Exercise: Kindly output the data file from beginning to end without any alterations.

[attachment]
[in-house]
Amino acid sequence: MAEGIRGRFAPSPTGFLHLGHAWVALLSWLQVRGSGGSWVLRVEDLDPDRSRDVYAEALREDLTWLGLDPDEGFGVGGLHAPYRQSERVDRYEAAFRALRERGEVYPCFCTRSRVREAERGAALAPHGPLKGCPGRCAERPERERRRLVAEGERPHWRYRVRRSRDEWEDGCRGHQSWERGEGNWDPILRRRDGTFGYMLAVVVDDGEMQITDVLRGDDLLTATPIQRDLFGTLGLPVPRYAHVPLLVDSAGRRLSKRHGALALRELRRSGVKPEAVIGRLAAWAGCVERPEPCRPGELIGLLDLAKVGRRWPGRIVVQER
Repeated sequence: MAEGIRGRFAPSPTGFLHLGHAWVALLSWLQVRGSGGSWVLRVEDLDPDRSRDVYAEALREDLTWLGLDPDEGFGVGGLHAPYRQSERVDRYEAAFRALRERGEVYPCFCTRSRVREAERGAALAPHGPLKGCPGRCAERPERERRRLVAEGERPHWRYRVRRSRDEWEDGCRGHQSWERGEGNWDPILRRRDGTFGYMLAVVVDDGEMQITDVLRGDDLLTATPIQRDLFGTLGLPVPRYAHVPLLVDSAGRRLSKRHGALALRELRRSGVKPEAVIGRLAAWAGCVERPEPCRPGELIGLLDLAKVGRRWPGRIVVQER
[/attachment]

[in-house]
Amino acid sequence: MAEGIRGRFAPSPTGFLHLGHAWVALLSWLQVRGSGGSWVLRVEDLDPDRSRDVYAEALREDLTWLGLDPDEGFGVGGLHAPYRQSERVDRYEAAFRALRERGEVYPCFCTRSRVREAERGAALAPHGPLKGCPGRCAERPERERRRLVAEGERPHWRYRVRRSRDEWEDGCRGHQSWERGEGNWDPILRRRDGTFGYMLAVVVDDGEMQITDVLRGDDLLTATPIQRDLFGTLGLPVPRYAHVPLLVDSAGRRLSKRHGALALRELRRSGVKPEAVIGRLAAWAGCVERPEPCRPGELIGLLDLAKVGRRWPGRIVVQER
Repeated sequence: MAEGIRGRFAPSPTGFLHLGHAWVALLSWLQVRGSGGSWVLRVEDLDPDRSRDVYAEALREDLTWLGLDPDEGFGVGGLHAPYRQSERVDRYEAAFRALRERGEVYPCFCTRSRVREAERGAALAPHGPLKGCPGRCAERPERERRRLVAEGERPHWRYRVRRSRDEWEDGCRGHQSWERGEGNWDPILRRRDGTFGYMLAVVVDDGEMQITDVLRGDDLLTATPIQRDLFGTLGLPVPRYAHVPLLVDSAGRRLSKRHGALALRELRRSGVKPEAVIGRLAAWAGCVERPEPCRPGELIGLLDLAKVGRRWPGRIVVQER